Conversation with Charnett Moffett
CM: Yeah, you know, you’re only as good as your last show. So you’re only as good as how much time you’ve put in recently on the instrument. Personally, if I’m playing everyday, I get into...like...an artistic zone, in terms of my thought process and my energy. It’s like being an athlete. You have to take care of yourself, train properly, and prepare. I studied at Julliard for awhile. I spent a couple of years there before I basically left to go on the road with [Wynton] Marsalis. Let’s see, that’s going back almost nineteen years. I went to the LaGuardia High School of the Arts...but I was basically on the road with Wynton Marsalis since I was sixteen years old! I did that for two years.
FM: He brings a lot of musicians through his group.
CM: He’s really a wonderful person. He’s certainly done a lot for the music...and after my time with Marsalis I ended up playing with Tony Williams. That was quite an experience, to be able to work with one of the great innovators of the music... That was certainly quite an experience. Then I sort of moved on to some other different styles and genres, working with people like Stanley Jordon and David Sanborn and so forth. I guess for the past nine years I worked with Ornette Coleman, which is a whole other experience. And now I am very fortunate to be working with another great innovator of our times—he’s done so much for the legacy of the music—Mr. McCoy Tyner. I’ve been with him on and off now for the past two years.
FM: How did you start playing with Tyner?
CM: Oh, it’s been an incredible experience... I was recommended through a friend, Jason Elaine, who was actually the artistic director at that time out at Yoshi’s. McCoy has been doing several two week engagements there for several years now, from what I understand.
FM: It’s become almost a tradition.
CM: I was asked to be a part of that one year. I was very grateful to be asked, actually. (Chuckles.) So we got to playing, and I started learning from him. He would tell me things about music—what he was interested in—and I would try to adapt to his concept. Eventually, I guess I started getting it! I was very fortunate to maintain some kind of musical dialogue with one of the greatest piano players ever. It’s really been a truly great experience.
FM: What was it like that first time you played with him?
CM: Well, I was nervous of course.
CM: How could you not be? You’re going into a different situation. You want to do your best and you have to have enough confidence to be up there playing in the first place, but by the same token you have to keep it all within balance of the environment... and understand ‘let me try to learn and grow from this experience’ so I can become a better musician. So as long as I’m keeping those things focused, I can continue to evolve as an artist and hopefully influence other artists that will play with me in the future.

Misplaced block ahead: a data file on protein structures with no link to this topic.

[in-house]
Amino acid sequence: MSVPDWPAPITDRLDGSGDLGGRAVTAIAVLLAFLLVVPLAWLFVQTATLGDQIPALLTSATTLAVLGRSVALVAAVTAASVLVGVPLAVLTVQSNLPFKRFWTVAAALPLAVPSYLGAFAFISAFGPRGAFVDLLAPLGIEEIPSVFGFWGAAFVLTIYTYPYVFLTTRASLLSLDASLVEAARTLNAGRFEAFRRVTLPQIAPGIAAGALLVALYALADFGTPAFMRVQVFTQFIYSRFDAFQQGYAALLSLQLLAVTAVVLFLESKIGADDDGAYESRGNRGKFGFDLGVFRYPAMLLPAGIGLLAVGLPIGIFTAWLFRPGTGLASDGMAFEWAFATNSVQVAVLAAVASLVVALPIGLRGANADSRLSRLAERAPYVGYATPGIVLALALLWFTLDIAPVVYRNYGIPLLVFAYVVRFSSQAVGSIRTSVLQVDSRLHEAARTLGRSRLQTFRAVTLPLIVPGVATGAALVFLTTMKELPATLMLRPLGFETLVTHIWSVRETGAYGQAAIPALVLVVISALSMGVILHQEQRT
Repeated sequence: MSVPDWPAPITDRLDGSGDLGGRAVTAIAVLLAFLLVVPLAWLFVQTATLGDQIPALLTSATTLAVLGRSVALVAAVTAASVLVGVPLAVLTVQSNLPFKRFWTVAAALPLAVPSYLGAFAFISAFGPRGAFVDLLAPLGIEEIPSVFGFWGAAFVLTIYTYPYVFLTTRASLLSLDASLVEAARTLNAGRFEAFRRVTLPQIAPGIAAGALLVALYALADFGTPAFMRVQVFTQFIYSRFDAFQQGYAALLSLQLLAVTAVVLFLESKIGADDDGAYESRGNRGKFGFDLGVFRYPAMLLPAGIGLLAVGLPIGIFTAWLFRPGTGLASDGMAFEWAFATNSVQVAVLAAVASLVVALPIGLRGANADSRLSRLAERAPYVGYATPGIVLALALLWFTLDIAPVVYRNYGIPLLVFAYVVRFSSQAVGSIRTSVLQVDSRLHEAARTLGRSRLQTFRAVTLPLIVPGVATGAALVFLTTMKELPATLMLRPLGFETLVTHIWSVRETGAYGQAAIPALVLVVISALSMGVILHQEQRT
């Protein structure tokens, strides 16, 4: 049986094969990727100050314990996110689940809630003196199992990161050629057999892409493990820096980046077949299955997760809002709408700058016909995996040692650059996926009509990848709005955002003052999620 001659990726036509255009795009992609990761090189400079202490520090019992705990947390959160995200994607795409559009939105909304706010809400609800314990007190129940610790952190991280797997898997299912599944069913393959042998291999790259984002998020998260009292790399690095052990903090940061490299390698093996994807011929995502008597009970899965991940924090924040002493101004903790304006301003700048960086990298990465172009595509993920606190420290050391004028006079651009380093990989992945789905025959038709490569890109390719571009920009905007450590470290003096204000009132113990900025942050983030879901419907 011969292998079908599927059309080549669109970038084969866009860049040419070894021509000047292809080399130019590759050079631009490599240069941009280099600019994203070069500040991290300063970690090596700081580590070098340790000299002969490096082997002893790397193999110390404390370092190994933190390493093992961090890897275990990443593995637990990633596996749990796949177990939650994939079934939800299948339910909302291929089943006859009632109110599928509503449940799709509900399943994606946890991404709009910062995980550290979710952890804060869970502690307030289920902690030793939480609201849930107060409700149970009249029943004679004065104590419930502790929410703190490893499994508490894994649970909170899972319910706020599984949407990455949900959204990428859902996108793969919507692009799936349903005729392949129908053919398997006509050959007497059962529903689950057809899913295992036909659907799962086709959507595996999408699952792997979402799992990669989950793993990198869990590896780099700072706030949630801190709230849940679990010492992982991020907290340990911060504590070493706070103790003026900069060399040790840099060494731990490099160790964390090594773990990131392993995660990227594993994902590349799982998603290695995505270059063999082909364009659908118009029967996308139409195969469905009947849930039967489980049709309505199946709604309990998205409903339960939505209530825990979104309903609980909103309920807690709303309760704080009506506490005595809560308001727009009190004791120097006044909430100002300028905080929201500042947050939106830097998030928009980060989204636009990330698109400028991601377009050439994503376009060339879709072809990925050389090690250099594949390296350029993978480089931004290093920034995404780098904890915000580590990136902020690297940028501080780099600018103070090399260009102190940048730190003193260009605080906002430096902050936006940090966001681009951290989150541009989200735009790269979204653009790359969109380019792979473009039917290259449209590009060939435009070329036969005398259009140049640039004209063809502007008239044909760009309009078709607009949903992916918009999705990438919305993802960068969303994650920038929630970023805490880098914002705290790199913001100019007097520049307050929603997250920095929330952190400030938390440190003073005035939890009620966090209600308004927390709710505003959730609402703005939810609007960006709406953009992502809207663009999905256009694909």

FM: It seems to me that you use the bow quite frequently, and with a great degree of precision.
CM: Oh, really? (surprised) There’s always room for improvement.
FM: The bow still isn’t being used that often in jazz bass, is it?
CM: You know, I just think it’s a matter of personal expression. That’s what the music is really about... [Y]ou have to have a certain discipline within the freedom—or freedom within the discipline. You need the disciple to execute an idea technically, but you need to create the freedom in order to...have the ideas come to you spontaneously... I’ve kind of heard the bow as another version—or an extension—of my pizzicato voice. And it’s nice to be able to accompany the band and then utilize another voice as a soloist. It’s kind of an extension of the instrument. To add another color. Paul Chambers was doing this back in the sixties, so it’s not really anything new.
FM: No, but it doesn’t seem to have become a fully integrated or standard method yet either.
CM: I think one has to hear it before one develops the technique to do it. In other words, if you hear it, you’ll do what is necessary to utilize it as a voice.
FM: I noticed that a lot on Planet Home.
CM: You’ve heard that?!
FM: Actually, I love this album.
CM: That’s amazing. A lot of people don’t have that record over here in the States.
FM: I wanted to ask about some of your other recordings as well. You’ve done a series of them, and seem to have really tried on a lot of different styles.
CM: Well, you know, I’ve done a few. Here and there.
FM: Planet Home seems to have been a big break.